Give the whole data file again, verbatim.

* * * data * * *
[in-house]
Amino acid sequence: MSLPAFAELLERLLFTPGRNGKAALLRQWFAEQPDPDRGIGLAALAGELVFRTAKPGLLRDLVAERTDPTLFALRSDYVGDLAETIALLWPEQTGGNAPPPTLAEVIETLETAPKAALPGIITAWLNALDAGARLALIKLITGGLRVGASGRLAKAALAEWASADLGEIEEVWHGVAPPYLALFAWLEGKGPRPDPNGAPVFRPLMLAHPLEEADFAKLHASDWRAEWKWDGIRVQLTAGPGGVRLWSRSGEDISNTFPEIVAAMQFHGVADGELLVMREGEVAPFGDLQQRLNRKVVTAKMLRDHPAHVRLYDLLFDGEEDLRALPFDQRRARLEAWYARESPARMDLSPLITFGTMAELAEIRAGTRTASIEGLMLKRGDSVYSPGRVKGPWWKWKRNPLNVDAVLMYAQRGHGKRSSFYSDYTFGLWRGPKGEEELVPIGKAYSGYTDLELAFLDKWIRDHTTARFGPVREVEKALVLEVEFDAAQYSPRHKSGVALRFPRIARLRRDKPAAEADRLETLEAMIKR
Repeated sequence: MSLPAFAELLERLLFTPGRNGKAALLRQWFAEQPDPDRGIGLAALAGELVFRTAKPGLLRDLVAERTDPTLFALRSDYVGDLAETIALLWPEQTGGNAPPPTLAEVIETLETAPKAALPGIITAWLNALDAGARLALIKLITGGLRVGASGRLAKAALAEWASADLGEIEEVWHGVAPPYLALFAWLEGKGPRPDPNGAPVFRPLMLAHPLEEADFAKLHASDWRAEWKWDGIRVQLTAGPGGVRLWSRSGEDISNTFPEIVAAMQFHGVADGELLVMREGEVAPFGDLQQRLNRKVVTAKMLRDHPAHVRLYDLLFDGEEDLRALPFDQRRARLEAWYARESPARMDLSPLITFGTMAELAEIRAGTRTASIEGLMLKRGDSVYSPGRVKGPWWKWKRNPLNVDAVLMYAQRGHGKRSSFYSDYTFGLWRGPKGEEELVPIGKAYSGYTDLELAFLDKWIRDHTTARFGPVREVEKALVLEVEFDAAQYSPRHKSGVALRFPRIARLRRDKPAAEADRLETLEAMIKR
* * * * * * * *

[in-house]
Amino acid sequence: MSLPAFAELLERLLFTPGRNGKAALLRQWFAEQPDPDRGIGLAALAGELVFRTAKPGLLRDLVAERTDPTLFALRSDYVGDLAETIALLWPEQTGGNAPPPTLAEVIETLETAPKAALPGIITAWLNALDAGARLALIKLITGGLRVGASGRLAKAALAEWASADLGEIEEVWHGVAPPYLALFAWLEGKGPRPDPNGAPVFRPLMLAHPLEEADFAKLHASDWRAEWKWDGIRVQLTAGPGGVRLWSRSGEDISNTFPEIVAAMQFHGVADGELLVMREGEVAPFGDLQQRLNRKVVTAKMLRDHPAHVRLYDLLFDGEEDLRALPFDQRRARLEAWYARESPARMDLSPLITFGTMAELAEIRAGTRTASIEGLMLKRGDSVYSPGRVKGPWWKWKRNPLNVDAVLMYAQRGHGKRSSFYSDYTFGLWRGPKGEEELVPIGKAYSGYTDLELAFLDKWIRDHTTARFGPVREVEKALVLEVEFDAAQYSPRHKSGVALRFPRIARLRRDKPAAEADRLETLEAMIKR
Repeated sequence: MSLPAFAELLERLLFTPGRNGKAALLRQWFAEQPDPDRGIGLAALAGELVFRTAKPGLLRDLVAERTDPTLFALRSDYVGDLAETIALLWPEQTGGNAPPPTLAEVIETLETAPKAALPGIITAWLNALDAGARLALIKLITGGLRVGASGRLAKAALAEWASADLGEIEEVWHGVAPPYLALFAWLEGKGPRPDPNGAPVFRPLMLAHPLEEADFAKLHASDWRAEWKWDGIRVQLTAGPGGVRLWSRSGEDISNTFPEIVAAMQFHGVADGELLVMREGEVAPFGDLQQRLNRKVVTAKMLRDHPAHVRLYDLLFDGEEDLRALPFDQRRARLEAWYARESPARMDLSPLITFGTMAELAEIRAGTRTASIEGLMLKRGDSVYSPGRVKGPWWKWKRNPLNVDAVLMYAQRGHGKRSSFYSDYTFGLWRGPKGEEELVPIGKAYSGYTDLELAFLDKWIRDHTTARFGPVREVEKALVLEVEFDAAQYSPRHKSGVALRFPRIARLRRDKPAAEADRLETLEAMIKR